GeoNode may be a Django project, but it doesn't actually use Django's ORM, so far as I can tell.  Instead, it uses a system called GeoServer to manage various sources of data.  Since they need to support non-SQL data, I suppose this makes sense, but I'm not feeling very charitable right now and the involvement of yet another layer of abstraction irks me.  GeoServer has apparently been set up properly by the PPA, so I don't need to do very much.  The default username and password aren't working, though, apparently because the PPA was intended for a production deployment, and we all know you can't have a default admin password on a production system.  I try to interact with GeoServer's config files, but get nowhere because GeoServer wants you to use its web interface or RESTful API.  After fiddling with my GeoNode installation, I eventually manage to create a functional superuser and get into GeoServer.  Why does GeoNode auth affect GeoServer, seeing as they're independent?  Dunno.  From this point, things actually go well enough that I don't really feel compelled to finish the story, but I will say this: I still have that WSGI installation on port 80, and I'm going to keep it until I demo the custom installation because I don't want to break the latter.

So why won't I be recommending this?  Well, aside from it not actually serving our needs (we already have some Django code, HTML, and other nice things that we'd have to rebuild or scrap), it has two entirely separate sets of documentation.  They don't really 100% agree with each other, and I wasn't able to get a simple installation done without hacking shell scripts, running locate commands, and generally making a lot of guesses.  Oh yeah, and I also had to install a Quantal PPA when Raring has been out for over a month and a half.

Yes, I could've just asked on a mailing list about this.  But that's not good enough: I was asked to have a report on this ready within the day, and mailing lists can take days to respond at all and weeks to resolve issues.  More abstractly, if I need to run to a mailing list just to install the damn thing, we're in trouble.  Under the circumstances, how can I recommend this in good faith?  If something goes wrong next week and I'm asked to fix it, how can I do so when I don't know the first thing about the installation?  If I was asked to roll my custom installation out to production right now, I wouldn't have the first clue where to start, particularly since the PPA already created and configured a production setup entirely by itself.  I suppose I'd need to graft the custom installation onto that.  How should I?  No idea.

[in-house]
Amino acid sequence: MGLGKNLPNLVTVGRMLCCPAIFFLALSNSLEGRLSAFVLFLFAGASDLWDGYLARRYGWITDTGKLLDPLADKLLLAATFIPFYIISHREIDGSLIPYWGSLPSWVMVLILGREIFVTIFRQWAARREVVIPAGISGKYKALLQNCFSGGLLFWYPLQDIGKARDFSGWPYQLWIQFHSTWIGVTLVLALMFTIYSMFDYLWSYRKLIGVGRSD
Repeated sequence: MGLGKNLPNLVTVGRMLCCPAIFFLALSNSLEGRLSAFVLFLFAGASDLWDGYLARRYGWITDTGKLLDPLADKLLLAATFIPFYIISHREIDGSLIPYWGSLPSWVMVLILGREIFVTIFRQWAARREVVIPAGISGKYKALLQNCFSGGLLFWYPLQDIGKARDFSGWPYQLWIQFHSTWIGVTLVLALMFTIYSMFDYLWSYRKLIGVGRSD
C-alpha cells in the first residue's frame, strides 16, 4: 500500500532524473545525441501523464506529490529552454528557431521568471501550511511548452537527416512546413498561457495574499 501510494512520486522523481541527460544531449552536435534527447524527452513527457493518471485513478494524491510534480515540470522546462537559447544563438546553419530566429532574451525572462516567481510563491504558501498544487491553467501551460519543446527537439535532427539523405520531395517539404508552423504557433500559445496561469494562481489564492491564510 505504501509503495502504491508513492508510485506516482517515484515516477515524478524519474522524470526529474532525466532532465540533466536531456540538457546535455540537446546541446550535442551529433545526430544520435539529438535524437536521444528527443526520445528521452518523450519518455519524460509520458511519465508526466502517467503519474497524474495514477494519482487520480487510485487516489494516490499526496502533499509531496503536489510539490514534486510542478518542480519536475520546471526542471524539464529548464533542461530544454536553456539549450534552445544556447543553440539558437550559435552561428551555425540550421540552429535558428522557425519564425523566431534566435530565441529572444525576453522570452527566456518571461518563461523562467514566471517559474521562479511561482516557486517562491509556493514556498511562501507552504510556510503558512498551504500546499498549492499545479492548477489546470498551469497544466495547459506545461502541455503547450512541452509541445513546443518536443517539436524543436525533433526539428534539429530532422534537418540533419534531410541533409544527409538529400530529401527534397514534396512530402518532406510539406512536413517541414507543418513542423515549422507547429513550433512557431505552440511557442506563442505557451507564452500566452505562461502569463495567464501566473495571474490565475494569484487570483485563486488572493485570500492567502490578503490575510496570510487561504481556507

Documentation isn't just for clueless end users; we saw this way back in 2006 when ESR played with CUPS.  A fancy landing page may be very nice and professional-looking, but it doesn't matter if you don't have usable instructions.

This is not a case of not having enough documentation, either.  This is a problem of never testing the documentation.  At some point, someone who knows little or nothing about the project should be given the installation instructions and asked to follow them.  Instead, this documentation assumes the end user knows where the packages will put the installation.

Of course, other packages might have put the installation somewhere else, so maybe the documentation can't have the installation location.  That's no excuse.  If the packages were capable of customizing the installation, they should have prompted for it with Debconf (and included a sane default).  If they're weren't, they should all harmonize on a particular sane default and document it.

One last thing: I'm sure GeoNode is a great product.  This isn't intended to imply otherwise.  But right now, its crappy documentation is tarnishing its brand.